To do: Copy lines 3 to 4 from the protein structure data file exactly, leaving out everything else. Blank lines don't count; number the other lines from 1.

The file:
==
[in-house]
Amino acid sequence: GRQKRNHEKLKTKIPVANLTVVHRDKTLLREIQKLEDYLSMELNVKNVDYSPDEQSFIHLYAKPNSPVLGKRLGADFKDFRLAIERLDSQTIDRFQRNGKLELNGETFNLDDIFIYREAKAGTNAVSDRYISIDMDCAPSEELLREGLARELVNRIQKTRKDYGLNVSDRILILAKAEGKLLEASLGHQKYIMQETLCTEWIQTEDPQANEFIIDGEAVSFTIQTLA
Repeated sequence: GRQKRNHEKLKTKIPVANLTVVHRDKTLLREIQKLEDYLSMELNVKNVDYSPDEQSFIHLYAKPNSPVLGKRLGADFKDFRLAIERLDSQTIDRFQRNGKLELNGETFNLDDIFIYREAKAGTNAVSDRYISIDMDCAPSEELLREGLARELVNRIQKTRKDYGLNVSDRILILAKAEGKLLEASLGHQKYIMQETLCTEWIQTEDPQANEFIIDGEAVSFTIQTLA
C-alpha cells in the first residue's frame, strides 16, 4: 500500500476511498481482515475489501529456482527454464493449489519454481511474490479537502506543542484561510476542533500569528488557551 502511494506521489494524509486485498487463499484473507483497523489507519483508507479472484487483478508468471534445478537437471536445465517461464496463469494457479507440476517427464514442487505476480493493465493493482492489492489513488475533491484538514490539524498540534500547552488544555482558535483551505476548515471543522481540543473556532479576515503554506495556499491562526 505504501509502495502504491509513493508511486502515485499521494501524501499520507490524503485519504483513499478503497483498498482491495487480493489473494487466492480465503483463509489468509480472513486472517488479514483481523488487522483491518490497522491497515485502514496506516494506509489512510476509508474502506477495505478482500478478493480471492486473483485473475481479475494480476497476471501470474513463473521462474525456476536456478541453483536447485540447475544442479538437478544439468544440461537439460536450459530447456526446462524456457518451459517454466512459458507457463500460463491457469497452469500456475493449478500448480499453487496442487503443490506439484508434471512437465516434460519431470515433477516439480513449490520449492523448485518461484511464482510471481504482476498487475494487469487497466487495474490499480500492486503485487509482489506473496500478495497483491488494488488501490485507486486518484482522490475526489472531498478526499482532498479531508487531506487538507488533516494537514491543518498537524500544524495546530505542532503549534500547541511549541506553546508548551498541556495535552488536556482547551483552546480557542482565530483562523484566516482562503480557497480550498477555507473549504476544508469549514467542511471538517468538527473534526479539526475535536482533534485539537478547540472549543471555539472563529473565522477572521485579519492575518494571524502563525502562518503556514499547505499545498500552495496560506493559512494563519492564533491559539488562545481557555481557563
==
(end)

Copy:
Repeated sequence: GRQKRNHEKLKTKIPVANLTVVHRDKTLLREIQKLEDYLSMELNVKNVDYSPDEQSFIHLYAKPNSPVLGKRLGADFKDFRLAIERLDSQTIDRFQRNGKLELNGETFNLDDIFIYREAKAGTNAVSDRYISIDMDCAPSEELLREGLARELVNRIQKTRKDYGLNVSDRILILAKAEGKLLEASLGHQKYIMQETLCTEWIQTEDPQANEFIIDGEAVSFTIQTLA
C-alpha cells in the first residue's frame, strides 16, 4: 500500500476511498481482515475489501529456482527454464493449489519454481511474490479537502506543542484561510476542533500569528488557551 502511494506521489494524509486485498487463499484473507483497523489507519483508507479472484487483478508468471534445478537437471536445465517461464496463469494457479507440476517427464514442487505476480493493465493493482492489492489513488475533491484538514490539524498540534500547552488544555482558535483551505476548515471543522481540543473556532479576515503554506495556499491562526 505504501509502495502504491509513493508511486502515485499521494501524501499520507490524503485519504483513499478503497483498498482491495487480493489473494487466492480465503483463509489468509480472513486472517488479514483481523488487522483491518490497522491497515485502514496506516494506509489512510476509508474502506477495505478482500478478493480471492486473483485473475481479475494480476497476471501470474513463473521462474525456476536456478541453483536447485540447475544442479538437478544439468544440461537439460536450459530447456526446462524456457518451459517454466512459458507457463500460463491457469497452469500456475493449478500448480499453487496442487503443490506439484508434471512437465516434460519431470515433477516439480513449490520449492523448485518461484511464482510471481504482476498487475494487469487497466487495474490499480500492486503485487509482489506473496500478495497483491488494488488501490485507486486518484482522490475526489472531498478526499482532498479531508487531506487538507488533516494537514491543518498537524500544524495546530505542532503549534500547541511549541506553546508548551498541556495535552488536556482547551483552546480557542482565530483562523484566516482562503480557497480550498477555507473549504476544508469549514467542511471538517468538527473534526479539526475535536482533534485539537478547540472549543471555539472563529473565522477572521485579519492575518494571524502563525502562518503556514499547505499545498500552495496560506493559512494563519492564533491559539488562545481557555481557563